After my last post, a friend commented on Facebook to point out, “This doesn’t give you an ISBN, just the ability to print a barcode for any ISBN. You have to pay for prefixes for those things…” Well, yeah, I said. I know that. Therefore it hadn’t even occurred to me that the distinction might bear explaining!
So here’s a little primer on ISBNs.
The ISBN is the identification number which is required for most online sales as well as library systems. It stands for International Standard Book Number. (Note that this means “ISBN number”, which I used to hear all the time from my bookstore colleagues in the early 1990s, ranks up there with “ATM machine” as an instance of RAS syndrome.)
Every distinguishable edition of a book (most often, hardcover and paperback, or 1st edition vs. revised/2nd edition) requires a separate, unique ISBN. Exceptions that can retain the same ISBN include (a) reprinting a book, in the same format as previously, with a new cover but the same interior, or (b) reprinting a book, in the same format as previously, with minor text corrections to individual pages but no substantial revisions or additions.
Now ISBNs, as an international standard, can only be issued by the official ISBN Agency for each country. The authorized U.S. ISBN Agency is a private company called R.R. Bowker, LLC, who also used to publish the multi-volume hardcover catalog of Books In Print, which was completely indispensable back before there was an Amazon.com.
Bowker will issue “a publisher” (whether that’s yourself as a private individual, or a corporate entity) a single ISBN, for a service charge of $125 per book. But for $250, you can apply for a “prefix” and reserve a series block of 10 usable ISBNs. Either way, start with the application link here: http://www.isbn.org/standards/home/isbn/us/application.asp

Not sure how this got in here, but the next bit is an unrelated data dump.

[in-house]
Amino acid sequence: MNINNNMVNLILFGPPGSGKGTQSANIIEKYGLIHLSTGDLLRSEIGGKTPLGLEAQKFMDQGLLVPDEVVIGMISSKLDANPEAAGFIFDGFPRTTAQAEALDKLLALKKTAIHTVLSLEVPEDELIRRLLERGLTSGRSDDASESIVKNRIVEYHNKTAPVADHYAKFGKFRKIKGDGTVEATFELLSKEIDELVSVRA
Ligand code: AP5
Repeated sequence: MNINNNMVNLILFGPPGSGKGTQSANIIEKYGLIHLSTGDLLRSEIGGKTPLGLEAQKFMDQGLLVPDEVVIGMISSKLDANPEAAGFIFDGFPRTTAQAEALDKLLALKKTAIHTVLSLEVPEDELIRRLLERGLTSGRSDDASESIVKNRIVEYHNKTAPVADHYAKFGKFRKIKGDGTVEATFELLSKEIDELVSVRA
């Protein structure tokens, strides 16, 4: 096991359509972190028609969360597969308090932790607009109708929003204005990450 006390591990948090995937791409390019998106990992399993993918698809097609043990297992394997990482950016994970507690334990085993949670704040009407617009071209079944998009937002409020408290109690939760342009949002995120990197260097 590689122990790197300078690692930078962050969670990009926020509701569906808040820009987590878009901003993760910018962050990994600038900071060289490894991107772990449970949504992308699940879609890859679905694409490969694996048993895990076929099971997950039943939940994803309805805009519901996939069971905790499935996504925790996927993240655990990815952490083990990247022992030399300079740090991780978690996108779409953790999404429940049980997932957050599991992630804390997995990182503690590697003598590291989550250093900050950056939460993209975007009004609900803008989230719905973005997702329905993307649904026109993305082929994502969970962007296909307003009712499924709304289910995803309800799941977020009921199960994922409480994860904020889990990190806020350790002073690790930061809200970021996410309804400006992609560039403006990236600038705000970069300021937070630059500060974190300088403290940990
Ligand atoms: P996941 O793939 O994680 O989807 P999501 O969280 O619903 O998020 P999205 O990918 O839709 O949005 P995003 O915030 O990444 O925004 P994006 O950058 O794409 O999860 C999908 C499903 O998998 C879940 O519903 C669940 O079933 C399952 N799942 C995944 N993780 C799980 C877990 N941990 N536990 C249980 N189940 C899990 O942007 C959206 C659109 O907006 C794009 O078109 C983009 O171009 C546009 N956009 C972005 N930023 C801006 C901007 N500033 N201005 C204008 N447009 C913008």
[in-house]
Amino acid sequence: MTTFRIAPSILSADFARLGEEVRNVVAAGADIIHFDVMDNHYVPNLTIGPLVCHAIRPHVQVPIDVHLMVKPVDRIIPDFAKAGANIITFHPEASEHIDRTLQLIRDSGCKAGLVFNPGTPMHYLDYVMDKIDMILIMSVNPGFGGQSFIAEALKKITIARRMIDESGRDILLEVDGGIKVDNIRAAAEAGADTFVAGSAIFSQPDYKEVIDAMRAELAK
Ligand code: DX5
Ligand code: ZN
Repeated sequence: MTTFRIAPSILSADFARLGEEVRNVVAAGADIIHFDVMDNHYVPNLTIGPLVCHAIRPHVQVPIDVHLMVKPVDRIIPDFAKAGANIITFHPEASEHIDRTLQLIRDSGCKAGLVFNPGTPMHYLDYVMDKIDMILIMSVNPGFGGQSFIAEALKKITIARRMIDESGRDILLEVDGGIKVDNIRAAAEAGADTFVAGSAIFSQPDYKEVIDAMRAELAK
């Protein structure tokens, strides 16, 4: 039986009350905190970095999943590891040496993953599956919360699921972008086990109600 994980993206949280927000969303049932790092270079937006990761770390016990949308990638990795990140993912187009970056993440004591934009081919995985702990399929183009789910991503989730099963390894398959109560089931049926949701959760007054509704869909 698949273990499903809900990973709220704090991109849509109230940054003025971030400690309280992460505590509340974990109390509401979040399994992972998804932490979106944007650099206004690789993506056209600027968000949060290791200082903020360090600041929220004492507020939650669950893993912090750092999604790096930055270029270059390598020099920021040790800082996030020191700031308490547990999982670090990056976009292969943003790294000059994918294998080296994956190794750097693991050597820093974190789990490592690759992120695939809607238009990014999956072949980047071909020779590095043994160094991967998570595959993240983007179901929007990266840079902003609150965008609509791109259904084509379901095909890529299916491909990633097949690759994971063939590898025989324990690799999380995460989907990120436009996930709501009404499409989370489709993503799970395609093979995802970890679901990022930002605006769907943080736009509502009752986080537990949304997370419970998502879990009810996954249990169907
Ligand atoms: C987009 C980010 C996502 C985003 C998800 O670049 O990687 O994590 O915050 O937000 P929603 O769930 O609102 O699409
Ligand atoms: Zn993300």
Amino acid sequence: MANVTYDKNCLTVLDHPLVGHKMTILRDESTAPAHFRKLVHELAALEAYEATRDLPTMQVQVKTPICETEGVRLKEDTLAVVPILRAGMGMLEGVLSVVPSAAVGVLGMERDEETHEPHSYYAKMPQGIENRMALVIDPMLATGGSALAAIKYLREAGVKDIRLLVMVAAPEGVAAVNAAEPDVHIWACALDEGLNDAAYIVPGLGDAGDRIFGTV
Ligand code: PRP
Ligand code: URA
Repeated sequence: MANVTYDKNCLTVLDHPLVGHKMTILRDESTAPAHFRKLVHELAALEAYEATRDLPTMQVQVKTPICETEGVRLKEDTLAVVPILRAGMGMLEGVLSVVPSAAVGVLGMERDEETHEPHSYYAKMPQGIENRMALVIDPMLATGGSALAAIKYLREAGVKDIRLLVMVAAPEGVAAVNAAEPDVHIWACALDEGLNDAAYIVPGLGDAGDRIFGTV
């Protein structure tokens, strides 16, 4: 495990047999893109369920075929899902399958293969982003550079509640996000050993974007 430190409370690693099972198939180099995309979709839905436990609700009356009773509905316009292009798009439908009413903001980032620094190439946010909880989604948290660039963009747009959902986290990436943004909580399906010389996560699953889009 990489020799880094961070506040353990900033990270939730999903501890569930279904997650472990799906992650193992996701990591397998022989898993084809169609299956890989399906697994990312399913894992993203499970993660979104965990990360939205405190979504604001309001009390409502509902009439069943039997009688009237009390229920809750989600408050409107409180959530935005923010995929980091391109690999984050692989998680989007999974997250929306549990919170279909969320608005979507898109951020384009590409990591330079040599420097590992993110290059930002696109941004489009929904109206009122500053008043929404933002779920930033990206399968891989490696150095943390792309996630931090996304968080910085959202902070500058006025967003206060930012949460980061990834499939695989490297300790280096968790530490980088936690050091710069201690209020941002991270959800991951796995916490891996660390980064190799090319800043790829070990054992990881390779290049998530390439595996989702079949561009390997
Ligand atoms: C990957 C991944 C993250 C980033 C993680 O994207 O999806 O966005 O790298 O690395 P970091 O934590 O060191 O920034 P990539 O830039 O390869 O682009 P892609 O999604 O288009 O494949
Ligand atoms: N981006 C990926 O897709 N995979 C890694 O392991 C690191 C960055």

Why the jump from 1 to 10? Because of the way it’s structured. Modern ISBNs have 13 digits, as follows:
- 978 = arbitrary 3-digit prefix added in 2007 to convert all formerly 10-digit ISBN strings to 13 digits
- 0 or 1 = US country code
- The intervening 8 digits are divided up between the publisher prefix and the title identifier. Large publishers have very short prefixes (3 or even 2 digits), because they could easily have 10,000+ distinct titles/editions in their catalog, so they need to be able to encode 5 figures’ worth of unique digit strings under their prefix. The smallest publishers will have a 7-digit prefix, leaving only 1 digit for their title space: 0 through 9. That’s your block of 10. Single-ISBN reservations simply get issued a string of all 8 digits at once and you’re done—you can’t get another in the same sequence after that.
- The last digit = a check digit for redundancy. This is like a parity bit in computer programming: it’s calculated based on the preceding 12 (or formerly 9) digits. This is why the ISBN-13 for a given book shows a different check digit from the old ISBN-10.
Bowker will also sell you a bar code for your ISBN, for the modest additional charge of $25 each. You do, in fact, need a bar code to place on the cover—bookstores, online retailers, and libraries all require it. But as I already noted, that’s the part for which there are now free online generators.
Other important cataloging steps have to be addressed separately from ISBN registration if you want to do them:
- Register for listing in Books in Print (free)
- Copyright deposit (currently $35, although note that copyright per se inheres in your work; this registration basically serves to formalize your claim)
- Cataloging-in-Publication from the Library of Congress (only for publishers who “have already published a minimum of three titles by three different authors [that] have been widely acquired by U.S. libraries”).
Further reading for the truly intrigued: Bowker’s ISBN FAQ list.
Oh, and in case you’re wondering: I’m still waiting on the last text corrections from the author before I can send the book project to press, which is why I have time to write all this. :-)